Skip to content

The Pod & The TEC

By: Stephen Toback

We always envisioned the conference room at the Technology Engagement Center at Telcom to be a container for some slightly ahead of the curve technologies. This is why we installed 4k PTZ cameras, a 4k interactive video wall… and the Solstice Pod. Unfortunately, we underestimated the need for a non-school based, large, technology enabled meeting place on West Campus so quickly our need for a functioning, robust AV system has outpaced our desire to experiment.

Thus the Pod. In theory, this is a great collaboration tool and the ability to share from Mac, iOS, Windows and Android seemed very compelling. We evaluated a solution from Kramer and Crestron and felt the feature set for the POD, and it’s ability to run on hardware or on a host PC made the product superior and it was selected for integration into the TEC. Since we wanted wireless collaboration at every monitor, AppleTVs were still utilized however we decided on (3) Pods: The Conference Room (software), one of the (2) monitors in the Commons area and in the Studio (Makerspace).

Our challenges were pretty immediate and on two fronts. From a usability standpoint, we met with a lot of resistance from people wanting to install software to connect. We had several cases where the software installation did not go well and others where the users were not notified of required software updates causing prolonged troubleshooting sessions. I’ve been in more than one meeting where someone preferred to get up and change their seat to be closer to the cable rather than install software on their computer. There are also different features depending on your platform with regard to what modes can share audio, etc. The interface for management is powerful, but with power comes complexity and the ideas of someone running a meeting with several windows open, swiping and opening windows and using the “shelf” seemed like for the users of the TEC conference room was not something that was needed. It was demonstrated at every open house and orientation for the room but never a taker for these advanced features.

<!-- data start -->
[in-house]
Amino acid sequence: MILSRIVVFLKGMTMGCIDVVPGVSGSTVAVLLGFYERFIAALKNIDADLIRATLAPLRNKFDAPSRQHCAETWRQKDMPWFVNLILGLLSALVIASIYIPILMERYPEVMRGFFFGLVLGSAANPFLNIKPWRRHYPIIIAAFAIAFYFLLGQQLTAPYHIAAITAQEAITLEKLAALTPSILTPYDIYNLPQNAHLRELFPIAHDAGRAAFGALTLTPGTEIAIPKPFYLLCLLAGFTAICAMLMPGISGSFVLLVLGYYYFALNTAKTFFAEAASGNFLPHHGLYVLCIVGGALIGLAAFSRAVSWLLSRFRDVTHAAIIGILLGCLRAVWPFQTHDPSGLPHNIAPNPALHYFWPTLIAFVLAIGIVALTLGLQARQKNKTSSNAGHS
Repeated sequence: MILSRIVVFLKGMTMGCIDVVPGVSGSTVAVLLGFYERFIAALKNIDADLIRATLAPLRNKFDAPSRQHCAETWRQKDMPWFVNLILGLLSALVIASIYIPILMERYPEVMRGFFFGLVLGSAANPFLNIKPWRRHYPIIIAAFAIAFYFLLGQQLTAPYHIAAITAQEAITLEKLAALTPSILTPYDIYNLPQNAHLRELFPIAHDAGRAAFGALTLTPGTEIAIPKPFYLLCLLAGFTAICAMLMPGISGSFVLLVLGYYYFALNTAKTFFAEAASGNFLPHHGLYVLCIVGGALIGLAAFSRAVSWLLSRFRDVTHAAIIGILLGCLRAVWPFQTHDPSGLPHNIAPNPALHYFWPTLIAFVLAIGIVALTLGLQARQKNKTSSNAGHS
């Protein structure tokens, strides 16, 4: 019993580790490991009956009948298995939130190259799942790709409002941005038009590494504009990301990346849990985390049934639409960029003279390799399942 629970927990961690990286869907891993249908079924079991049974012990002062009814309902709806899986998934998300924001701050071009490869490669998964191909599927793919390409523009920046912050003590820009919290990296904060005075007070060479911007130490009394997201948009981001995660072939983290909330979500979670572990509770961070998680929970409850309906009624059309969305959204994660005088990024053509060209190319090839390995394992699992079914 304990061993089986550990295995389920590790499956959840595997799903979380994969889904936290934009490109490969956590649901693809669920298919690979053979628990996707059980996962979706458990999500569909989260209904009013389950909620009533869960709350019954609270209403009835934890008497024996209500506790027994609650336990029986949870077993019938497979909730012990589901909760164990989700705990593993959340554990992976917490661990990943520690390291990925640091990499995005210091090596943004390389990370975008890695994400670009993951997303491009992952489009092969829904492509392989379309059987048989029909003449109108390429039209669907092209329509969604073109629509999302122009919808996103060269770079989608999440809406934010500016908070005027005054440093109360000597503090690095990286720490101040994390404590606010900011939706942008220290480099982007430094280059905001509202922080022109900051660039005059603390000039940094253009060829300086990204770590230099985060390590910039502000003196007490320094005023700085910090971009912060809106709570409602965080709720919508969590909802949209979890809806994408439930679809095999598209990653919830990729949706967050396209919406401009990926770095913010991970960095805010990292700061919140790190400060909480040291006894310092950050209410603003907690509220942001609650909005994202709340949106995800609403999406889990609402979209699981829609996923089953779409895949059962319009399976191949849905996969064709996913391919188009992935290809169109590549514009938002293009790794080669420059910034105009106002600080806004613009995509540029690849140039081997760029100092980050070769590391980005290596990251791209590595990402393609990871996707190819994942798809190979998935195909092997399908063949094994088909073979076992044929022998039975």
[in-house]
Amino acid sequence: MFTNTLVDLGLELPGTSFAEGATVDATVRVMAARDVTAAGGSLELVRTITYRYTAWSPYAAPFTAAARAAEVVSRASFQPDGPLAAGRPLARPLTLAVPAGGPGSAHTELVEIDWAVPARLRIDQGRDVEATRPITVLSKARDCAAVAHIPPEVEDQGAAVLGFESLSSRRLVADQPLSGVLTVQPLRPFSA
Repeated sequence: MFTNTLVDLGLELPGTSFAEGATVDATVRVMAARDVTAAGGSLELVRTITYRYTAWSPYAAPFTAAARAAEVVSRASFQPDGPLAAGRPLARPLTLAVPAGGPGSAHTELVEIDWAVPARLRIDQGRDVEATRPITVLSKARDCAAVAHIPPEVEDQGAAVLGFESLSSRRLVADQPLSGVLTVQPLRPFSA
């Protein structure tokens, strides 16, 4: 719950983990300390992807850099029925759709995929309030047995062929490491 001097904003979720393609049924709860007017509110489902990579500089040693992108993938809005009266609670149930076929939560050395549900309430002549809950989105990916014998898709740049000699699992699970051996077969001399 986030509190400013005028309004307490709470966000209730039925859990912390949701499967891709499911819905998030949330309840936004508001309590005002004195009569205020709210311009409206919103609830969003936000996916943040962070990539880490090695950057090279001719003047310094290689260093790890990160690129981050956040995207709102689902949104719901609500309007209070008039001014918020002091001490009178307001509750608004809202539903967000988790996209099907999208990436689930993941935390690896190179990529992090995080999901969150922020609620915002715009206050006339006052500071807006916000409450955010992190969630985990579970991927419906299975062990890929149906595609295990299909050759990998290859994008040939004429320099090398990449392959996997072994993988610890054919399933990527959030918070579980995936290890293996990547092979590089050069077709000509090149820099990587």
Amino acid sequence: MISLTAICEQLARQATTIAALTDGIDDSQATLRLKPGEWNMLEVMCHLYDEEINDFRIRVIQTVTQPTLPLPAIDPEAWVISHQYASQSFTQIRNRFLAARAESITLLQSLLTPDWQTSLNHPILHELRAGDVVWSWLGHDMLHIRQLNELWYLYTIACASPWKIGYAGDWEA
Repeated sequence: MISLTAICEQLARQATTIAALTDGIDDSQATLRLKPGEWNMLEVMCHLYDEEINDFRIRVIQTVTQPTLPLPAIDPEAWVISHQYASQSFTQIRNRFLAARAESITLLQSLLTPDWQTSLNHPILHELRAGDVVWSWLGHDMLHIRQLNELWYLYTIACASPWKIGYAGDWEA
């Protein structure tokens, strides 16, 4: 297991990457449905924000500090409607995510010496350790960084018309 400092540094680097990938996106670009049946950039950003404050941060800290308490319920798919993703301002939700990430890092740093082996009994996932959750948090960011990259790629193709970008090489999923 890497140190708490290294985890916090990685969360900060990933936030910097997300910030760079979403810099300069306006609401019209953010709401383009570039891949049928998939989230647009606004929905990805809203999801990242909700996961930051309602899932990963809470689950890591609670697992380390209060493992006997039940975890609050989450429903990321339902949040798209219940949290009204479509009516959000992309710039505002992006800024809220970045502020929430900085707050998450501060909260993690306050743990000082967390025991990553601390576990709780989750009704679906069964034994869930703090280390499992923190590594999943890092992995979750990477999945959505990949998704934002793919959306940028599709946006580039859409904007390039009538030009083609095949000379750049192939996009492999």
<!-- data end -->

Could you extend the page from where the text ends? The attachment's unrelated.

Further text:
Technically, the issues ran the spectrum of small and annoying to fairly major. I won’t go into detail but some of the highlights include:

  • having a POD that just wouldn’t update over the network (no explanation other than “that happens”) so we’d have to connect a USB Hub, keyboard and SD stick to update.
  • Another POD that not matter what would never show the correct time
  • Audio doesn’t work from Mac laptops until you install another piece of software
  • Software on the Mac doesn’t install in the Applications folder. Seems minor but if you moved your old version into the Applications folder and then install the new version, you assume you’re running the new version but you are running the old version – or vice-versa.
  • The software POD had a strange bug that would not allow you to move around a second, uploaded video without first touching the first video. Then you’d have to repeat this to move the second video anytime. They issued a software update which then broke all support for video.

That last issue was what ultimately drove the decision to return all of the units. After working on this issue for several weeks, this was escalated to the head of Solstice on the first week of December 2016. We’d have a few days of some seemingly inane system tests and screen shot requests and then silence for weeks (unanswered emails). Escalated again, some activity, then silence. After the last round, it was determined we need a functional tool in the conference room, and I will give Solstice credit that they recognized the failure of the product for this use case and agreed to take back the product more than 6 months after they were placed into production.

All that said, I don’t think this is a bad product or a bad company. It seems they are going through some tremendous growth and perhaps they will be able to work out the issues with their support follow through. I think, a great use case for the product might be a departmental meeting room, not open to the public, where the IT admin had control over the participant’s computer and could be sure it is all working. If you are using the same conference room say once or twice per week, every week, then spending the “investment” in time in training to use the software would make sense.

For a conference room that has different people all the time, something more simple like an HDMI cable (with a ring of adapters) is probably the best solution – with a $149 AppleTV to cover those with iOS and Mac systems. We are looking into AirParrot as a solution for Windows users to also wirelessly connect to the AppleTVs – but there’s the purchase of the software, installation and configuration so we’ll see how that goes.

Categories: DDMC Info

Leave a Reply

Your email address will not be published. Required fields are marked *